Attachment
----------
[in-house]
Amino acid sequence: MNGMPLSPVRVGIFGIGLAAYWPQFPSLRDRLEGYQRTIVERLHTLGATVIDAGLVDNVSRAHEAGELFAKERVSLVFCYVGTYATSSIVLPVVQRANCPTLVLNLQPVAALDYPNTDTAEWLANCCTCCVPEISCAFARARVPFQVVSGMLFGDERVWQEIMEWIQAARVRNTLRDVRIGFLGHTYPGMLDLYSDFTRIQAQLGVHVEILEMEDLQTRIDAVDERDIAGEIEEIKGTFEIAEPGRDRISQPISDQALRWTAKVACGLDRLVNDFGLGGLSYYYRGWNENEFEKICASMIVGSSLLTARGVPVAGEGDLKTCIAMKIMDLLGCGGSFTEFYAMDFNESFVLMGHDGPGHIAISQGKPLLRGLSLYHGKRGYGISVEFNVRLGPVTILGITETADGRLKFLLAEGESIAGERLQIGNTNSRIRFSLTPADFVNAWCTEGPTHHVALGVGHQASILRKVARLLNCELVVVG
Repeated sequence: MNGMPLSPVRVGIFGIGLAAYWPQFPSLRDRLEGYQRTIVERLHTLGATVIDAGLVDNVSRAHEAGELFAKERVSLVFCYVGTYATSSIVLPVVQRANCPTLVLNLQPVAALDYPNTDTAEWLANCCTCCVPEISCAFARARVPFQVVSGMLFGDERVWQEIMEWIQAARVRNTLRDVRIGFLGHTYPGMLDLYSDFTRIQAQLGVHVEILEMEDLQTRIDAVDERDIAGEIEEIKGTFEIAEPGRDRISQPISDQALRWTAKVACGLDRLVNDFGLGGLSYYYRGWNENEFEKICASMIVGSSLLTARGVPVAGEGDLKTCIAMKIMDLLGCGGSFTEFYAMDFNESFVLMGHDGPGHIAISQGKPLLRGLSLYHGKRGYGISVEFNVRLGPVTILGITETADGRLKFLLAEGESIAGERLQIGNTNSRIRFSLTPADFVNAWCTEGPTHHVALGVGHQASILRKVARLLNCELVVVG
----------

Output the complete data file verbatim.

[in-house]
Amino acid sequence: MNGMPLSPVRVGIFGIGLAAYWPQFPSLRDRLEGYQRTIVERLHTLGATVIDAGLVDNVSRAHEAGELFAKERVSLVFCYVGTYATSSIVLPVVQRANCPTLVLNLQPVAALDYPNTDTAEWLANCCTCCVPEISCAFARARVPFQVVSGMLFGDERVWQEIMEWIQAARVRNTLRDVRIGFLGHTYPGMLDLYSDFTRIQAQLGVHVEILEMEDLQTRIDAVDERDIAGEIEEIKGTFEIAEPGRDRISQPISDQALRWTAKVACGLDRLVNDFGLGGLSYYYRGWNENEFEKICASMIVGSSLLTARGVPVAGEGDLKTCIAMKIMDLLGCGGSFTEFYAMDFNESFVLMGHDGPGHIAISQGKPLLRGLSLYHGKRGYGISVEFNVRLGPVTILGITETADGRLKFLLAEGESIAGERLQIGNTNSRIRFSLTPADFVNAWCTEGPTHHVALGVGHQASILRKVARLLNCELVVVG
Repeated sequence: MNGMPLSPVRVGIFGIGLAAYWPQFPSLRDRLEGYQRTIVERLHTLGATVIDAGLVDNVSRAHEAGELFAKERVSLVFCYVGTYATSSIVLPVVQRANCPTLVLNLQPVAALDYPNTDTAEWLANCCTCCVPEISCAFARARVPFQVVSGMLFGDERVWQEIMEWIQAARVRNTLRDVRIGFLGHTYPGMLDLYSDFTRIQAQLGVHVEILEMEDLQTRIDAVDERDIAGEIEEIKGTFEIAEPGRDRISQPISDQALRWTAKVACGLDRLVNDFGLGGLSYYYRGWNENEFEKICASMIVGSSLLTARGVPVAGEGDLKTCIAMKIMDLLGCGGSFTEFYAMDFNESFVLMGHDGPGHIAISQGKPLLRGLSLYHGKRGYGISVEFNVRLGPVTILGITETADGRLKFLLAEGESIAGERLQIGNTNSRIRFSLTPADFVNAWCTEGPTHHVALGVGHQASILRKVARLLNCELVVVG